Women’s experience of NHS maternity care is improving but almost one in four mothers are still being left alone during labour or birth, a major new survey reveals.
More mothers were satisfied with how they were looked after when they gave birth in England, in-depth research by the Care Quality Commission, the NHS care watchdog, has found.
Growing numbers of women were offered a choice of where to give birth, saw the same midwife during their antenatal care and were helped while they waited in hospital with their baby before going home.
However, childbirth campaigners warned that overdue improvements in the quality of maternity services should not disguise the fact that many women, often a majority, still do not get care standards pledged over a decade ago.
The NCT, a parenting charity, voiced alarm at the CQC’s finding that 23% of the 18,426 women surveyed were worried by being left without a midwife or doctor present during their labour or birth. That was only 3% fewer than the 26% who said the same when the same survey was undertaken in 2015.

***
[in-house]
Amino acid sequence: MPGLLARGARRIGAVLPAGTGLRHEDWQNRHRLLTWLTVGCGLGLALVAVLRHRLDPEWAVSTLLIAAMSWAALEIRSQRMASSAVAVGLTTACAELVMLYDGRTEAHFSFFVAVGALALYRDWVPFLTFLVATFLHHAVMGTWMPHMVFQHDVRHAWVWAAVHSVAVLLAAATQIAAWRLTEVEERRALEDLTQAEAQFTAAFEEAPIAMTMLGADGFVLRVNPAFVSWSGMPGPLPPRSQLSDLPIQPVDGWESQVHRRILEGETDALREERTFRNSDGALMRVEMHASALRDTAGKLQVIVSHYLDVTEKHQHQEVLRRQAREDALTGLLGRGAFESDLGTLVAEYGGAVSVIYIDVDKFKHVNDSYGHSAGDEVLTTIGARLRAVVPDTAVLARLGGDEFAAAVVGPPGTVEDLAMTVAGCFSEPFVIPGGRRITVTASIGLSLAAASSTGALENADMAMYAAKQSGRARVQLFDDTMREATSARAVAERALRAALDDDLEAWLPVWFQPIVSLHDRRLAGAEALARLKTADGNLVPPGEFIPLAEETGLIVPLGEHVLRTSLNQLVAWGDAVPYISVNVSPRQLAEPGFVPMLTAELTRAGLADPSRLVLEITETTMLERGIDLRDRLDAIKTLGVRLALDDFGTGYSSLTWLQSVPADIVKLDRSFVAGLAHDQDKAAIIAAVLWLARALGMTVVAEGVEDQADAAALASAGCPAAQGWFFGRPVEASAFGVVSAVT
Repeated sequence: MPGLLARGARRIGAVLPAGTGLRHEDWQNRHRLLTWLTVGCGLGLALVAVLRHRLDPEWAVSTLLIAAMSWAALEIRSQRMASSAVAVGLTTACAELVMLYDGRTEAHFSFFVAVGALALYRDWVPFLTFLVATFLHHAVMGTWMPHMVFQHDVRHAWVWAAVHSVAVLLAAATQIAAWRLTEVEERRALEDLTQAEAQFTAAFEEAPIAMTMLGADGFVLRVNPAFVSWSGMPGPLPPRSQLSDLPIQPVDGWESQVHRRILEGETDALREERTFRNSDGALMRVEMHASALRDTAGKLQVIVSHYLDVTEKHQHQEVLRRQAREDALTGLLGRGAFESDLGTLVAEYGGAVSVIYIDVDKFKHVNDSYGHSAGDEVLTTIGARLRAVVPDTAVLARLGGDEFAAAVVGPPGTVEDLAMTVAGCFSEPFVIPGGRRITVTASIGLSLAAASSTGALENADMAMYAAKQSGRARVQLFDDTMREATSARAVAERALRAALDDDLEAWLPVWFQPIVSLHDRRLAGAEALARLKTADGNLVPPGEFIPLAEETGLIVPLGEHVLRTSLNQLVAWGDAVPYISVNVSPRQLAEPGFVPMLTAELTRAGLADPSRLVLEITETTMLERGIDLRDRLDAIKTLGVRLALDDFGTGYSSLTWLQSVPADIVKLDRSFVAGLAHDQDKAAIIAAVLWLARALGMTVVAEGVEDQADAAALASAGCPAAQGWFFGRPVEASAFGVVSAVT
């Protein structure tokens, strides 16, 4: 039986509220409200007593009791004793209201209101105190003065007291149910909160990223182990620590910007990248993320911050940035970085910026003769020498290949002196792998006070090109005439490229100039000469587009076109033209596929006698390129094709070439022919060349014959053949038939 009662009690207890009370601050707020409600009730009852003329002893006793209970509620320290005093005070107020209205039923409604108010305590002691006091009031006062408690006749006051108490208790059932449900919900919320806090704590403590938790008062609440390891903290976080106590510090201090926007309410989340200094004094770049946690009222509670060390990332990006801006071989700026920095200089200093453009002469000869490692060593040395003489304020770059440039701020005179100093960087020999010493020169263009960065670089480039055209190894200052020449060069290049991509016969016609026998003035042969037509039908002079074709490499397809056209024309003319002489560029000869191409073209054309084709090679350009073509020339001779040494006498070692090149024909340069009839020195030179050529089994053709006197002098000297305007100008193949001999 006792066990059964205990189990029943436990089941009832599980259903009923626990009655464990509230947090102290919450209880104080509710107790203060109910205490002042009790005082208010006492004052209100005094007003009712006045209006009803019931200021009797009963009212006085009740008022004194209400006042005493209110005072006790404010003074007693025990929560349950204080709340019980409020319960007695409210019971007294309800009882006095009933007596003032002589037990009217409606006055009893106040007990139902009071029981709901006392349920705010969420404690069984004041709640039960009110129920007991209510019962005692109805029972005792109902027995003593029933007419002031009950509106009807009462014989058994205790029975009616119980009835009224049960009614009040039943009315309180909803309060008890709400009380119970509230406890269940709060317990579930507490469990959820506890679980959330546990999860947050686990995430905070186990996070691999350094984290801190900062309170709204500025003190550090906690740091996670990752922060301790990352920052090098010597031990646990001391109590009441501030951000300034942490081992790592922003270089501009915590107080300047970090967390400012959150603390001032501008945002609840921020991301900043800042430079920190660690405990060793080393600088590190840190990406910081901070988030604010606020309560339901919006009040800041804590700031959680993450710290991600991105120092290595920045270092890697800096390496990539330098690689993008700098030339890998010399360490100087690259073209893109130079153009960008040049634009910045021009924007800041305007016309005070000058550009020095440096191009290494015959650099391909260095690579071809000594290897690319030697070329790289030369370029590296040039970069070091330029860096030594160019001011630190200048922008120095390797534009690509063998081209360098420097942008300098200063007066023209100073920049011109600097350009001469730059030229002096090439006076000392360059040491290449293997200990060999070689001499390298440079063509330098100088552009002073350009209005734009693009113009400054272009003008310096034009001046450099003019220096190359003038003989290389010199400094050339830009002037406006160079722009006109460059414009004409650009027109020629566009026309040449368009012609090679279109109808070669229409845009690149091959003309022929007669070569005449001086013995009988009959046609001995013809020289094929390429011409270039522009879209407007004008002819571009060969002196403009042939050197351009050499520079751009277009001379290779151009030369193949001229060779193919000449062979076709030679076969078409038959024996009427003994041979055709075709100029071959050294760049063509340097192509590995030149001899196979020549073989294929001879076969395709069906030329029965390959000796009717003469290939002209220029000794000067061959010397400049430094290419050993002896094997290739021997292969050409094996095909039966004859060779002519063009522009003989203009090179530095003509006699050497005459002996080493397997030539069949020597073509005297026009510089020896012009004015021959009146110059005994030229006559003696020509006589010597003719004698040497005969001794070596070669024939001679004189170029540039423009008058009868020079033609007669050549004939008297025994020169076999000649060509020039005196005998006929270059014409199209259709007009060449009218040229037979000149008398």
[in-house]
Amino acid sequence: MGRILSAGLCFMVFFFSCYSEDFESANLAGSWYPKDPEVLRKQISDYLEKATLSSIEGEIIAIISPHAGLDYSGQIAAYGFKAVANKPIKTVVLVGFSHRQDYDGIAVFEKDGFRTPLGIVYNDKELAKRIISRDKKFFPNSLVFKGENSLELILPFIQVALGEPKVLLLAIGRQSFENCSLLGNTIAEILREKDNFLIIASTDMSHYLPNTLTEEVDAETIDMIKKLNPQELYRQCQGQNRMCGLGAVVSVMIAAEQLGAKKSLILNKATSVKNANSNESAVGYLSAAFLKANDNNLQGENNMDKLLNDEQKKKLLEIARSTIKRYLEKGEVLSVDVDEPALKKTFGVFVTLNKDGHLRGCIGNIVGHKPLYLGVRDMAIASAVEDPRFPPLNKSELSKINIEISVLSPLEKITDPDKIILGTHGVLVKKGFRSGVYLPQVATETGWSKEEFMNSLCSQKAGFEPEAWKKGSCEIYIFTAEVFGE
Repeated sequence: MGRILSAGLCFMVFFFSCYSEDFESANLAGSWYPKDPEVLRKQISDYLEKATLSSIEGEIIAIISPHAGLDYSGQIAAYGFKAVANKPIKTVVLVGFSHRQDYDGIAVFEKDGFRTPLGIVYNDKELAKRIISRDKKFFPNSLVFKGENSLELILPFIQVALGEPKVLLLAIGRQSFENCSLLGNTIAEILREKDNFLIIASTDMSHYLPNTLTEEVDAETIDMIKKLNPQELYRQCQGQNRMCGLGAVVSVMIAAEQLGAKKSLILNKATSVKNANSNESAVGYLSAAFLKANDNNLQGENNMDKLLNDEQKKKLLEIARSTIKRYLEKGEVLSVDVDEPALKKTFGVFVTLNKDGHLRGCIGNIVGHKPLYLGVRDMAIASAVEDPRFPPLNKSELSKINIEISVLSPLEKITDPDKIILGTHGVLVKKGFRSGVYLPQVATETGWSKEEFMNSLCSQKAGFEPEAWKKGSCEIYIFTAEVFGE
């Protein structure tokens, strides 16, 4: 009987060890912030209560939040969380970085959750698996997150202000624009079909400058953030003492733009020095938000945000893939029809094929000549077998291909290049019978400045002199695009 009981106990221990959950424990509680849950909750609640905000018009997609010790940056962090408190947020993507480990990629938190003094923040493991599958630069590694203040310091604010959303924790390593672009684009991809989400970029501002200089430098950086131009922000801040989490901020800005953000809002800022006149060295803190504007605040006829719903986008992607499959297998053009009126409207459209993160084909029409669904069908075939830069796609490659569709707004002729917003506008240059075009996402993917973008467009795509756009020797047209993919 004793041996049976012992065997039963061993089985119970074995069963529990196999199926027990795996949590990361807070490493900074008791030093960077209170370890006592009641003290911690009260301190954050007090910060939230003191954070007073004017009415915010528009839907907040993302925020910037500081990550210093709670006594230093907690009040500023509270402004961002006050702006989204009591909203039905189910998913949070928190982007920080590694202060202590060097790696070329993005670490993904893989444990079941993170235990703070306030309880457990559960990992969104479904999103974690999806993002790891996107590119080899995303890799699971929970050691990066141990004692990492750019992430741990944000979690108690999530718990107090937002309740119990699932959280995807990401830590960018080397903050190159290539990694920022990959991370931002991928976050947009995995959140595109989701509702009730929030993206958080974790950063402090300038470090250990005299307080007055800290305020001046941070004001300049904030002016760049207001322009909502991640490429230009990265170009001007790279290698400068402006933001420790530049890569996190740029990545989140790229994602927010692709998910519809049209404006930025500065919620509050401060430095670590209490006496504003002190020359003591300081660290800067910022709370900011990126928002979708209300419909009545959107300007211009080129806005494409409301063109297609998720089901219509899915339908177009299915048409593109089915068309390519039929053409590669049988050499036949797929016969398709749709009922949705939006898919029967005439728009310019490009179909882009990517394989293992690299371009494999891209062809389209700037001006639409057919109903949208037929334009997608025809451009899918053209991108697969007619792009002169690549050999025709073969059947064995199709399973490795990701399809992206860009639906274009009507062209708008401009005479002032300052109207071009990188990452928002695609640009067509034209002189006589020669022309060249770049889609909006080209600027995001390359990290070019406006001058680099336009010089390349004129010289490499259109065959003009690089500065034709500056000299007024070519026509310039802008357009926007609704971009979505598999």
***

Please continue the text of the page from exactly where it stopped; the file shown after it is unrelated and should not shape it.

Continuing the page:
“Encouragingly, the number of women left alone in labour has reduced. However, it is still of great concern that 23% of women are left alone during the birth of their baby, which can be a very frightening and dangerous experience,” said Elizabeth Duff, the NCT’s senior policy adviser.
“This reinforces the fact that staffing levels are low and midwives are being stretched to the limit, so we continue to call on the government to address this midwife shortage.”
NHS policy since 2010 has been that all women should always have a midwife or doctor with them during labour and birth to provide advice, reassurance and practical help. But shortages of midwives make that ambition difficult to fulfil. Midwives can end up looking after several women giving birth simultaneously, said Duff.